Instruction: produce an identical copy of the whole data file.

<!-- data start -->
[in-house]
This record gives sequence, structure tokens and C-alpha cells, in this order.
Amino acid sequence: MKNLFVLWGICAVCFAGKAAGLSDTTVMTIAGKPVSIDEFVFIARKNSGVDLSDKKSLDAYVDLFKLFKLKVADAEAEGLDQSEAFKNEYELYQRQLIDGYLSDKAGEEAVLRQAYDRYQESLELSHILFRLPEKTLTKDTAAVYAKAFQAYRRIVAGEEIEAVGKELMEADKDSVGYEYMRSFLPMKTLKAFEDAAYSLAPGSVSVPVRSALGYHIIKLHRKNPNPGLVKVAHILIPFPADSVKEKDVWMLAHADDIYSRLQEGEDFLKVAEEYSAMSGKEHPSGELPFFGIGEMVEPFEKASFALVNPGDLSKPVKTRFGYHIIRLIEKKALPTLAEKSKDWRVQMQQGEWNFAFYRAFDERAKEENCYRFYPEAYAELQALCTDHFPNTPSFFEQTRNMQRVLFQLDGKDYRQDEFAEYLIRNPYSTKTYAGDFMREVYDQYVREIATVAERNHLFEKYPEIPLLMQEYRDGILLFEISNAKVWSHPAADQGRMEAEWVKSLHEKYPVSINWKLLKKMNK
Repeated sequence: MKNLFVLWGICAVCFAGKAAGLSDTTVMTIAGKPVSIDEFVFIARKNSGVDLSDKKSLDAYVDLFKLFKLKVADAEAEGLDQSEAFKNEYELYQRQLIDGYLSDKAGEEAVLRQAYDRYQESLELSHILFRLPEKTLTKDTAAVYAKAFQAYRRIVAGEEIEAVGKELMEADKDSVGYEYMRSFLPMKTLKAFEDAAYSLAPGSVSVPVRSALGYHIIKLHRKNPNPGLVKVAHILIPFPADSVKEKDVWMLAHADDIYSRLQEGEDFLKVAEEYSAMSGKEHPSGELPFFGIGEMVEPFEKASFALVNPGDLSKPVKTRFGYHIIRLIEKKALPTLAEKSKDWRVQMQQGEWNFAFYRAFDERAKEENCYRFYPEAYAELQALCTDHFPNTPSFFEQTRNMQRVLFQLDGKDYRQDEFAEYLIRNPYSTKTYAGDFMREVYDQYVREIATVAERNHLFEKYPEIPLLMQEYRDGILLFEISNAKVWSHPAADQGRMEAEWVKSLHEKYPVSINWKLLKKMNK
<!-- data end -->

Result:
[in-house]
This record gives sequence, structure tokens and C-alpha cells, in this order.
Amino acid sequence: MKNLFVLWGICAVCFAGKAAGLSDTTVMTIAGKPVSIDEFVFIARKNSGVDLSDKKSLDAYVDLFKLFKLKVADAEAEGLDQSEAFKNEYELYQRQLIDGYLSDKAGEEAVLRQAYDRYQESLELSHILFRLPEKTLTKDTAAVYAKAFQAYRRIVAGEEIEAVGKELMEADKDSVGYEYMRSFLPMKTLKAFEDAAYSLAPGSVSVPVRSALGYHIIKLHRKNPNPGLVKVAHILIPFPADSVKEKDVWMLAHADDIYSRLQEGEDFLKVAEEYSAMSGKEHPSGELPFFGIGEMVEPFEKASFALVNPGDLSKPVKTRFGYHIIRLIEKKALPTLAEKSKDWRVQMQQGEWNFAFYRAFDERAKEENCYRFYPEAYAELQALCTDHFPNTPSFFEQTRNMQRVLFQLDGKDYRQDEFAEYLIRNPYSTKTYAGDFMREVYDQYVREIATVAERNHLFEKYPEIPLLMQEYRDGILLFEISNAKVWSHPAADQGRMEAEWVKSLHEKYPVSINWKLLKKMNK
Repeated sequence: MKNLFVLWGICAVCFAGKAAGLSDTTVMTIAGKPVSIDEFVFIARKNSGVDLSDKKSLDAYVDLFKLFKLKVADAEAEGLDQSEAFKNEYELYQRQLIDGYLSDKAGEEAVLRQAYDRYQESLELSHILFRLPEKTLTKDTAAVYAKAFQAYRRIVAGEEIEAVGKELMEADKDSVGYEYMRSFLPMKTLKAFEDAAYSLAPGSVSVPVRSALGYHIIKLHRKNPNPGLVKVAHILIPFPADSVKEKDVWMLAHADDIYSRLQEGEDFLKVAEEYSAMSGKEHPSGELPFFGIGEMVEPFEKASFALVNPGDLSKPVKTRFGYHIIRLIEKKALPTLAEKSKDWRVQMQQGEWNFAFYRAFDERAKEENCYRFYPEAYAELQALCTDHFPNTPSFFEQTRNMQRVLFQLDGKDYRQDEFAEYLIRNPYSTKTYAGDFMREVYDQYVREIATVAERNHLFEKYPEIPLLMQEYRDGILLFEISNAKVWSHPAADQGRMEAEWVKSLHEKYPVSINWKLLKKMNK